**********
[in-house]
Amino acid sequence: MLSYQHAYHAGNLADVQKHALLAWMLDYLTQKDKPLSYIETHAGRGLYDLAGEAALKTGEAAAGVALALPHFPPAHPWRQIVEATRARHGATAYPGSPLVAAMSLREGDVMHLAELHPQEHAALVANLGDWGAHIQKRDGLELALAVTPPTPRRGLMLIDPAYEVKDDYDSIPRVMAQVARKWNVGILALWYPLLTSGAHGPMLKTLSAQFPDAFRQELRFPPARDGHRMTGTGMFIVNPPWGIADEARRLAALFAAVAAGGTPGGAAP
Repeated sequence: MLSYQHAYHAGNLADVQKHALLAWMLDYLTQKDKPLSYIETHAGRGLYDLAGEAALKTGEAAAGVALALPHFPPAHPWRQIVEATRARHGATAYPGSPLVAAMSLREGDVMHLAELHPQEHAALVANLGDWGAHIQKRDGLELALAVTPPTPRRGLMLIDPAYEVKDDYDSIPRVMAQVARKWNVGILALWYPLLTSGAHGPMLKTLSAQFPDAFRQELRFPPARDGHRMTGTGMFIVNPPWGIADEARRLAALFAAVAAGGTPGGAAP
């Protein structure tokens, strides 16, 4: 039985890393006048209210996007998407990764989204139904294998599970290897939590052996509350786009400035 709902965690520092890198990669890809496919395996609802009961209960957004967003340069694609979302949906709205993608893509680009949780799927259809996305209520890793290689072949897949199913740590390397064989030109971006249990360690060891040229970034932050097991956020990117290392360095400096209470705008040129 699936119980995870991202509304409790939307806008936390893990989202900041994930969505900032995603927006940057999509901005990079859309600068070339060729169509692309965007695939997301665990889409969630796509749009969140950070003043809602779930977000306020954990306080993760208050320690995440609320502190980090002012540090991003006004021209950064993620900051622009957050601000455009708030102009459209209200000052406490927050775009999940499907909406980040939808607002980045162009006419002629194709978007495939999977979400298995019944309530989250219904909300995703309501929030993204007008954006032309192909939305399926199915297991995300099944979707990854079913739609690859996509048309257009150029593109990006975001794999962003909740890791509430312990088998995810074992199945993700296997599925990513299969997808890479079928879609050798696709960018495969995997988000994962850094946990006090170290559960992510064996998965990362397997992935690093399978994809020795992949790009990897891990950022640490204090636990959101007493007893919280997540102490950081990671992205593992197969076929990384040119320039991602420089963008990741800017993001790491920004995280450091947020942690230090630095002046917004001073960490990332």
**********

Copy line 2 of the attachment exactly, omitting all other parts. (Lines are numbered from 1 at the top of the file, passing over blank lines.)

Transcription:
Amino acid sequence: MLSYQHAYHAGNLADVQKHALLAWMLDYLTQKDKPLSYIETHAGRGLYDLAGEAALKTGEAAAGVALALPHFPPAHPWRQIVEATRARHGATAYPGSPLVAAMSLREGDVMHLAELHPQEHAALVANLGDWGAHIQKRDGLELALAVTPPTPRRGLMLIDPAYEVKDDYDSIPRVMAQVARKWNVGILALWYPLLTSGAHGPMLKTLSAQFPDAFRQELRFPPARDGHRMTGTGMFIVNPPWGIADEARRLAALFAAVAAGGTPGGAAP